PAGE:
EU tells UK "divorce first" before "very messy" Brexit trade
Since British Prime Minister Theresa May set out her Brexit goals last week, interest in Britain has focused on the future trade deals she may one day strike with the US and other powers, as well as with the EU, reports Reuters.
"They're talking about their future relationships," said one EU official to Reuters, preparing for talks with London. "But first we need to get divorced. This is not going to be easy. Frankly, it's going to be very, very messy."
In diplomatic language, European Commission Spokesperson Margaritis Schinas told a press conference this week: "First, one needs to agree on the terms for an orderly separation and then, on the basis of this, build a future new, good relationship."
As with other divorces, the bitterest battle may be over money, added Reuters. And there is no certainty that any settlement can be agreed at all.
"Britain’s payments to the EU budget and the issue of the EU quickly starting talks on an FTA [free trade agreement] with Britain will be linked," said a second senior EU official to Reuters.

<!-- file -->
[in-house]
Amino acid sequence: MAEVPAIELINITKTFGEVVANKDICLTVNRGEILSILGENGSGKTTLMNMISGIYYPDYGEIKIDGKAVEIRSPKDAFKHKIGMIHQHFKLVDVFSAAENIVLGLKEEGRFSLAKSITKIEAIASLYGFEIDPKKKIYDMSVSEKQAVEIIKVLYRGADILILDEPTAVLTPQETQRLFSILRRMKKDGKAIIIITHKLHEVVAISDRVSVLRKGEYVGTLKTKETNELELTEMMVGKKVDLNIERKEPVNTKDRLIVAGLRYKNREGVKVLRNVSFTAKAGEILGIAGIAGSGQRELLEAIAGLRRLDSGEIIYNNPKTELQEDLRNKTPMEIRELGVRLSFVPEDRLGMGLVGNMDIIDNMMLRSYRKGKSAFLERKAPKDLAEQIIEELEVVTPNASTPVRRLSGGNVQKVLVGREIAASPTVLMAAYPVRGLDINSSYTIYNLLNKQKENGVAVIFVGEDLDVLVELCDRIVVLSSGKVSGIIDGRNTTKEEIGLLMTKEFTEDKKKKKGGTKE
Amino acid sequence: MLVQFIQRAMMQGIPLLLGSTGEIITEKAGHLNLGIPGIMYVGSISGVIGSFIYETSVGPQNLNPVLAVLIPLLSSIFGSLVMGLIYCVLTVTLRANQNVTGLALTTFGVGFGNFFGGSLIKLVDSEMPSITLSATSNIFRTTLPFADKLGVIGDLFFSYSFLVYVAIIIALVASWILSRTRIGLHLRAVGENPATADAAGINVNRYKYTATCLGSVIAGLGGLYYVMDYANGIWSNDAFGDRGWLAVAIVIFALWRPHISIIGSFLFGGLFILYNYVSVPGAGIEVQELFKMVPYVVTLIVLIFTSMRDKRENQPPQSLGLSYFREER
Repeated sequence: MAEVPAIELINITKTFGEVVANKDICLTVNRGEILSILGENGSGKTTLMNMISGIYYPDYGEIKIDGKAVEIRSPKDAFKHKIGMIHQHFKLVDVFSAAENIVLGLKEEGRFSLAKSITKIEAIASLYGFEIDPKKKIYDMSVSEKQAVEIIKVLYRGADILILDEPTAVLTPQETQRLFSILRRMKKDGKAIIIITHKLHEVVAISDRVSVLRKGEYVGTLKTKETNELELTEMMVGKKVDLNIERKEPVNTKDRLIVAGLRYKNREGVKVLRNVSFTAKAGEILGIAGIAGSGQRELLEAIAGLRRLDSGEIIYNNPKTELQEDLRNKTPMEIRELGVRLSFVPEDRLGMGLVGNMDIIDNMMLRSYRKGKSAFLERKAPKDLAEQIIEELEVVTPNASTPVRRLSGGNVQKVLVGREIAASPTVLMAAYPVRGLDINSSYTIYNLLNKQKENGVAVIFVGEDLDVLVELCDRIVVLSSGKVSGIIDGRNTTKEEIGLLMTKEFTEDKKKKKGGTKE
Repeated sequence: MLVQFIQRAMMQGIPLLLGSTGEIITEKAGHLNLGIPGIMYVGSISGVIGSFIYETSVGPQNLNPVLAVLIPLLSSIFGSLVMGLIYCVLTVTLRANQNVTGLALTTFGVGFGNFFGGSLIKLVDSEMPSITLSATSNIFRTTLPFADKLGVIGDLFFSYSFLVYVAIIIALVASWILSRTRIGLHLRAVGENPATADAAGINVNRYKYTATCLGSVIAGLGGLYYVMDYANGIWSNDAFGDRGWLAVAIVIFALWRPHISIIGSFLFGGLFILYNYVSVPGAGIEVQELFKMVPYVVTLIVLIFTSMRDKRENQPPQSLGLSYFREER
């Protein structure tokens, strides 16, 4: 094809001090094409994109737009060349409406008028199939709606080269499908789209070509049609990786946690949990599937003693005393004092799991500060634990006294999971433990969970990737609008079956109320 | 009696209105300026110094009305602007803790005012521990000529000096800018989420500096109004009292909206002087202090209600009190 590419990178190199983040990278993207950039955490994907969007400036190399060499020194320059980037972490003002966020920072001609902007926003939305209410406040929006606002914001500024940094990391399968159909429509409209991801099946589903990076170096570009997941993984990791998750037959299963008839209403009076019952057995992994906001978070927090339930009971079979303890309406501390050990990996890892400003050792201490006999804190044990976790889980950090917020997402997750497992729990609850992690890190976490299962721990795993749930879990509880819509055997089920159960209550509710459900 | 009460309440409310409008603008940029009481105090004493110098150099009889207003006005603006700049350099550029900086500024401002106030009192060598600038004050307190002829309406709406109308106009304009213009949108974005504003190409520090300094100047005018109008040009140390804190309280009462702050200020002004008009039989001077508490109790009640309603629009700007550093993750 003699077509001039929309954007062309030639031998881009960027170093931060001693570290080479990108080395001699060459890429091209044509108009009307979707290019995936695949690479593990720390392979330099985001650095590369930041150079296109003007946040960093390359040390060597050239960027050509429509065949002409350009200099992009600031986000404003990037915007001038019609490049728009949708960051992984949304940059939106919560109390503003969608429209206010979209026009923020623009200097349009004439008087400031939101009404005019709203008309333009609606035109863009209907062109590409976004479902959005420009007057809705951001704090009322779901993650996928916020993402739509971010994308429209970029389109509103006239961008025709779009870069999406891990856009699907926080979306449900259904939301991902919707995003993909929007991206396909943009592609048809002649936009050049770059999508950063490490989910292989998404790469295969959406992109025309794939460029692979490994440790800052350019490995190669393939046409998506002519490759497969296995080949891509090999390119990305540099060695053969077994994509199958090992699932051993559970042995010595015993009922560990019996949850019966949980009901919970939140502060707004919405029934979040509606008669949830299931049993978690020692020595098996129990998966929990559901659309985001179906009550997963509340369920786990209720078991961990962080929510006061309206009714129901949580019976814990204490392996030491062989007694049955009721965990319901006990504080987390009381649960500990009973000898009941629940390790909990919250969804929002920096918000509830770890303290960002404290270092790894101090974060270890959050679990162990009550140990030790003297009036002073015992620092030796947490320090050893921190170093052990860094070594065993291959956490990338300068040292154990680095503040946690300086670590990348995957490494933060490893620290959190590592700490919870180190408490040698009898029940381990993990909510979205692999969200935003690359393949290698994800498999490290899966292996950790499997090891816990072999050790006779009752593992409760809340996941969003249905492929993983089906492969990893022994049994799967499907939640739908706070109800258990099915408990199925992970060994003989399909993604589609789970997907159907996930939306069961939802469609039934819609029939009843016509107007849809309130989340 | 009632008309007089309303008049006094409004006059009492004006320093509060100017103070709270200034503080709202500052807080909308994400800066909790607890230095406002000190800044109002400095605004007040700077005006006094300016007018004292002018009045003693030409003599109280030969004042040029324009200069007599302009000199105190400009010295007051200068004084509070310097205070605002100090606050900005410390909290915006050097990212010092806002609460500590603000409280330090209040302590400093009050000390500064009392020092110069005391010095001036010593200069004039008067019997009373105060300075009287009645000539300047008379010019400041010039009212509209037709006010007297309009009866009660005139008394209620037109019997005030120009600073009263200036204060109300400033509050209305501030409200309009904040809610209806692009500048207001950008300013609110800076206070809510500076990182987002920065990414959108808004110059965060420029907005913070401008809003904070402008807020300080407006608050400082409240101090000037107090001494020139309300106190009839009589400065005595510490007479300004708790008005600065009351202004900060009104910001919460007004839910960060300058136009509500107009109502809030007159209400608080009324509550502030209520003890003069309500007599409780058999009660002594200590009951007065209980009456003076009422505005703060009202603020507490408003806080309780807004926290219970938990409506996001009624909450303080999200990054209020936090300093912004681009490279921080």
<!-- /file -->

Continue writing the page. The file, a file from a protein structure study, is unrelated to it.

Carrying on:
"There cannot be discussions of a future relationship without first regulating the issue of an orderly separation."
EU negotiators reckon Britain has a weak hand to play; May must accept a two-year guillotine on talks that she hopes will end with a deal to keep "maximum" British access to EU markets while pulling Britain out of the single market and its obligations.
If May wants to draft an FTA in only two years as she says -- a goal that prompts head-shaking in Brussels -- continentals think they can hold her hostage with the threat of trade tariffs from 2019 unless she settles British debts.
Some diplomats have voiced concern that London may be tempted to flounce out without paying EU bills worth tens of billions, according to Reuters.